The Rock County Jail is moving closer to having no active COVID-19 cases among its inmates, but the physical and mental effects of the disease persist for some.

Jail Capt. Kim Litsheim on Wednesday said the jail had one inmate who still was within the 10-day window from a positive test result, meaning he or she was considered an “active” case.

But Litsheim said the inmate will be done with isolation today, meaning the jail could reach zero active cases among its inmate population.

“I’ve been optimistic through this that we would make it to this point,” Litsheim said.

She was, however, expecting test results from 11 incoming inmates sent out Tuesday to come back either later Wednesday or early today.

Well over 100 inmates have recovered, meaning they are outside the 10-day window.

Quince D. Wright, 56, of Janesville, is one of the inmates who tested positive for COVID-19. But he also has battled asthma and a bacteria in his lungs called nocardia.

On Monday, he was able to see a pulmonologist, who Wright said was concerned about his condition in the jail because his asthma “remains uncontrolled.”

Wright said it was “extremely scary” to get a disease that so seriously attacks the respiratory system.

“I’m lucky to be alive,” he said Wednesday.

He said he is still having shortness of breath, fatigue and headaches.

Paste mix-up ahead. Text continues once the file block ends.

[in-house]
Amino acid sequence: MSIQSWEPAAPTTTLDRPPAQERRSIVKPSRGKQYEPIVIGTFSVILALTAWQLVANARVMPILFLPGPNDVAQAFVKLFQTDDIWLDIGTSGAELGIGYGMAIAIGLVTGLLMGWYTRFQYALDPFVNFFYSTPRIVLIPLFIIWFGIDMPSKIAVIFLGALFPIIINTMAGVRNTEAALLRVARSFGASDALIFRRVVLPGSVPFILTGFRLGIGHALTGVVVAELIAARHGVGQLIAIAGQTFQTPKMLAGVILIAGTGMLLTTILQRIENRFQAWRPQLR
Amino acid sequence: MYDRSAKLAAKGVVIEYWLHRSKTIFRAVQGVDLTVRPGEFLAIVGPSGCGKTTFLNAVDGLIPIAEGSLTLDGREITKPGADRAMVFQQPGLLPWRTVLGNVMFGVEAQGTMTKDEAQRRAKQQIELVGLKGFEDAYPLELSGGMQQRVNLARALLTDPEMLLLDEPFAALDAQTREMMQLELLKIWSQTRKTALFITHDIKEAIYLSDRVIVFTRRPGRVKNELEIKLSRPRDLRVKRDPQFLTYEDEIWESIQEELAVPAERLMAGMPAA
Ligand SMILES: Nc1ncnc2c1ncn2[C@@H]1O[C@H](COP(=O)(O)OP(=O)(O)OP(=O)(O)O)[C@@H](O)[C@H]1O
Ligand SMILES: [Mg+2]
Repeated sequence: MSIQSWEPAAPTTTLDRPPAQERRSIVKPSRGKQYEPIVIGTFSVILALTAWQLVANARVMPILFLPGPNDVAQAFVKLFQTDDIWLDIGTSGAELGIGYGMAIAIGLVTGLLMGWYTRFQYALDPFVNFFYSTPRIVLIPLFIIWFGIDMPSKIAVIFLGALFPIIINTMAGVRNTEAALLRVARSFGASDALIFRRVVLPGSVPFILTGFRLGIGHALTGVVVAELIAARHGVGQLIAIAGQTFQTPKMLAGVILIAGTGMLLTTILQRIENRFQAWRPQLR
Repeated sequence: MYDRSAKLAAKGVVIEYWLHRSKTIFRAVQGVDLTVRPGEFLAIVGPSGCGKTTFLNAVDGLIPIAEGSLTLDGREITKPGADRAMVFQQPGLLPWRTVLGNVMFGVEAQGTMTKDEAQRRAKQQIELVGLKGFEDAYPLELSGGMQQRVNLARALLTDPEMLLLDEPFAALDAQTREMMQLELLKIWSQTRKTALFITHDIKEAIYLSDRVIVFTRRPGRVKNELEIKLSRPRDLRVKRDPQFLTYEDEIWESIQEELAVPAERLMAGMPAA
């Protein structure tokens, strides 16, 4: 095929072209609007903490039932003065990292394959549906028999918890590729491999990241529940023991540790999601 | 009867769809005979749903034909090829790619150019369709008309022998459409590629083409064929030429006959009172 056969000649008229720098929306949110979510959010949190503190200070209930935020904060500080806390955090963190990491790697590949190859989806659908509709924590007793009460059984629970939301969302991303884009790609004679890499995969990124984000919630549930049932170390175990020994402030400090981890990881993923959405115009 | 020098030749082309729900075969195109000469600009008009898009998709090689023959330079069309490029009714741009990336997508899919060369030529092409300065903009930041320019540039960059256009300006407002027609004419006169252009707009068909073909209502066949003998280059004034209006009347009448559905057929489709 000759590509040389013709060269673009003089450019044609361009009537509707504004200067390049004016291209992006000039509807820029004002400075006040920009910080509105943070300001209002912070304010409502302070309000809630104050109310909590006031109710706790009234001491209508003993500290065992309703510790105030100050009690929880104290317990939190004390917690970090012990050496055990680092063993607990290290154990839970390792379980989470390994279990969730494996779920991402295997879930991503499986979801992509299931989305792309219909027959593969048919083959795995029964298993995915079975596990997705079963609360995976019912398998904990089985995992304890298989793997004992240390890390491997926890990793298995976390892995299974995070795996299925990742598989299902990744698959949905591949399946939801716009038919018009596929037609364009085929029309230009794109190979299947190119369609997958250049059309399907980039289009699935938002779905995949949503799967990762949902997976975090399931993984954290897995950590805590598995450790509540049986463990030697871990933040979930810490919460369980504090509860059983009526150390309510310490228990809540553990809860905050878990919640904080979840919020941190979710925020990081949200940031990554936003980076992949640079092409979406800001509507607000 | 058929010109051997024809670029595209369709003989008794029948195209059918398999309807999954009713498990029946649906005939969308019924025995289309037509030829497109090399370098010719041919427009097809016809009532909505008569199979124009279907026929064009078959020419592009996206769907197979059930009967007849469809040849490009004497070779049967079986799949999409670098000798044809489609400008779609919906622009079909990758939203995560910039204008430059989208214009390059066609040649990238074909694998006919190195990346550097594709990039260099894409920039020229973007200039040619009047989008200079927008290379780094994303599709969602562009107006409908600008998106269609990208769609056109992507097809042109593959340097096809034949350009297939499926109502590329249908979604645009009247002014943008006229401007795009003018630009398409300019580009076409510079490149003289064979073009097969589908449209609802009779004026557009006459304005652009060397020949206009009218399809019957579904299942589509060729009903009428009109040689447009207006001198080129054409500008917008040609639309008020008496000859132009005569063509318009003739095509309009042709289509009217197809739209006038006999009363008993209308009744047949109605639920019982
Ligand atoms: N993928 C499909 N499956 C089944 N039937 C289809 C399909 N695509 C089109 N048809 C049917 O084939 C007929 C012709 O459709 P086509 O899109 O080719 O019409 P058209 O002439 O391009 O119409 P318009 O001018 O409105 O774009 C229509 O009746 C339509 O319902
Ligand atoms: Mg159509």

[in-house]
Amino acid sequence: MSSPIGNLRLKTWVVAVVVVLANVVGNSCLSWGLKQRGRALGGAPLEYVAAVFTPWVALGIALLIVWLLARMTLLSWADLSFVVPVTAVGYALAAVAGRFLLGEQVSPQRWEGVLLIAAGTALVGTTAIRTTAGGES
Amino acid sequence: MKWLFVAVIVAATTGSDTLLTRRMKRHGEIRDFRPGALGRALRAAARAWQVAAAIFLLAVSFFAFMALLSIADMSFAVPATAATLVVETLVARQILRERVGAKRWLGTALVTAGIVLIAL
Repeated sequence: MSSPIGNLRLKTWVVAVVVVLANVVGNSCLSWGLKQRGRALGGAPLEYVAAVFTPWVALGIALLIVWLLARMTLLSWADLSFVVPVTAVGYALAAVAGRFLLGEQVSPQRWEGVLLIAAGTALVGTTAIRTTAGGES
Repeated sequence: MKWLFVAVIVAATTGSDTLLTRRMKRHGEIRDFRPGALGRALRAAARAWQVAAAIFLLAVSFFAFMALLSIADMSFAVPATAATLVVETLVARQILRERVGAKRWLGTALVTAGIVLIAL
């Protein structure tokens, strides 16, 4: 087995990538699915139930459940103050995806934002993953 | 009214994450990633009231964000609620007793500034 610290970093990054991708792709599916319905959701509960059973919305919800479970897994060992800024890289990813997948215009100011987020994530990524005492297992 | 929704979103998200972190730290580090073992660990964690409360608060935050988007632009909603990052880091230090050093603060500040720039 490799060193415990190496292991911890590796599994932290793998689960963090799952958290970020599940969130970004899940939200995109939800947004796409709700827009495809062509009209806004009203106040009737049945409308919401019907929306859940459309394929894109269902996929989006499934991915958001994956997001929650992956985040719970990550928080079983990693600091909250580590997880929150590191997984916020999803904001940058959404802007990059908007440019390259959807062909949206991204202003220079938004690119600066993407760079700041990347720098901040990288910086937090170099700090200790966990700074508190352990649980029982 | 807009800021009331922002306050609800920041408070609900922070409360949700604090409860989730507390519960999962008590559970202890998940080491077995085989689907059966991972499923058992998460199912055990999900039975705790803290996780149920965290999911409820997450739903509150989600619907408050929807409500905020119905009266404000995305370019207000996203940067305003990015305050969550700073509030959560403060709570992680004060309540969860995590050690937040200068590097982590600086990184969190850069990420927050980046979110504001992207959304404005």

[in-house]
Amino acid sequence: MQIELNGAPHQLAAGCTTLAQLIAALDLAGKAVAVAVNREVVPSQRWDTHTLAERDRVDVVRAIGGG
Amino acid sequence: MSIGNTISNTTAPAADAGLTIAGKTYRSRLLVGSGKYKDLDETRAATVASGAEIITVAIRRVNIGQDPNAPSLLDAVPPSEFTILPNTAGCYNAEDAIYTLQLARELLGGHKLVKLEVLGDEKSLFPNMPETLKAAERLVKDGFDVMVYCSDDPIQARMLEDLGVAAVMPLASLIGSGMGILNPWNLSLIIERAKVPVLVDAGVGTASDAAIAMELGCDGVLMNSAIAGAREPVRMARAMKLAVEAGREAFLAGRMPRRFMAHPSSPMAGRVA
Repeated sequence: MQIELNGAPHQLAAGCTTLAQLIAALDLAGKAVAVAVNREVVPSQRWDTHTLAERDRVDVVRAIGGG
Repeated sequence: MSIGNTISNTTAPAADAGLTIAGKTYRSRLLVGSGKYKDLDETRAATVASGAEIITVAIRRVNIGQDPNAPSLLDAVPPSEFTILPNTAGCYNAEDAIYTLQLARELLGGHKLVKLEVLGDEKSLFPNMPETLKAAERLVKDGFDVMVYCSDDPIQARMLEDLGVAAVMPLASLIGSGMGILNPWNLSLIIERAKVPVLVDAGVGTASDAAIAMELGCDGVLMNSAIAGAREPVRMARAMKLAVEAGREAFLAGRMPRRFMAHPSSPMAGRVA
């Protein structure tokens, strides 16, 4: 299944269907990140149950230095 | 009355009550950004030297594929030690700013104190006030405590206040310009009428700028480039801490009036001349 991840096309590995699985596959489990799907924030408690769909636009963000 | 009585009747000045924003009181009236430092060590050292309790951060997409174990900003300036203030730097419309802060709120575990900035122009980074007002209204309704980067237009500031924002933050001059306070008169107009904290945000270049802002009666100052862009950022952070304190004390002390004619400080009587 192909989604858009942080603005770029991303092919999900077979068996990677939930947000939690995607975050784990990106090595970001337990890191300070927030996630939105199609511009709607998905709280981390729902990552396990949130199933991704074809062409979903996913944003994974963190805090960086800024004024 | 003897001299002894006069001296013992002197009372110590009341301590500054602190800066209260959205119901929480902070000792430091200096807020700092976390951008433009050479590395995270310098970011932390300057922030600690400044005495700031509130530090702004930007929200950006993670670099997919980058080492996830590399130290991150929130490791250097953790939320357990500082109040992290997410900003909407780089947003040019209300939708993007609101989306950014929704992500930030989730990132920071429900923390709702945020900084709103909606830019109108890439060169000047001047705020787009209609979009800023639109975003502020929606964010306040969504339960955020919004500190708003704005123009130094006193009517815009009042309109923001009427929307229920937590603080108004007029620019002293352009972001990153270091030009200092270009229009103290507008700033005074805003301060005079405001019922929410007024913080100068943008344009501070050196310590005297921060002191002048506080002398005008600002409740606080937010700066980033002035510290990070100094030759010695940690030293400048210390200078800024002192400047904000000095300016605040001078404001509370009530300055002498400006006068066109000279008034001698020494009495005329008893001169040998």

So much about how COVID-19 affects people is still being figured out. For some who get the disease, the symptoms can linger for weeks and months. Experts gave them the moniker “long haulers.”

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Wright said he tries to do breathing exercises to calm himself. But he’s worried about COVID-19 becoming a big problem in the jail again.

Wright spoke positively of Litsheim specifically, saying she goes “above and beyond” to help and is communicative with everyone. But he said she cannot be around all the time, and other staff members haven’t always been as caring or considerate of inmates.

Similar to what another inmate said in a previous interview, Wright said the cleaning procedures could and should be better within the jail, such as staff not being as consistent with bringing hand sanitizer.

He said for the most part, guards are handing out the sanitizer. But other times, inmates have to ask.

“That’s something we shouldn’t have to ask for,” he said.

If he’s able to complete the program he’s a part of in the jail, Wright said, he is hoping to be moved into federal custody or elsewhere around March so he can get better access to medical treatment.

“Everybody that I’m looking at in this room had tested positive for COVID,” he said over the phone Wednesday. “I think that it all could have been avoided.”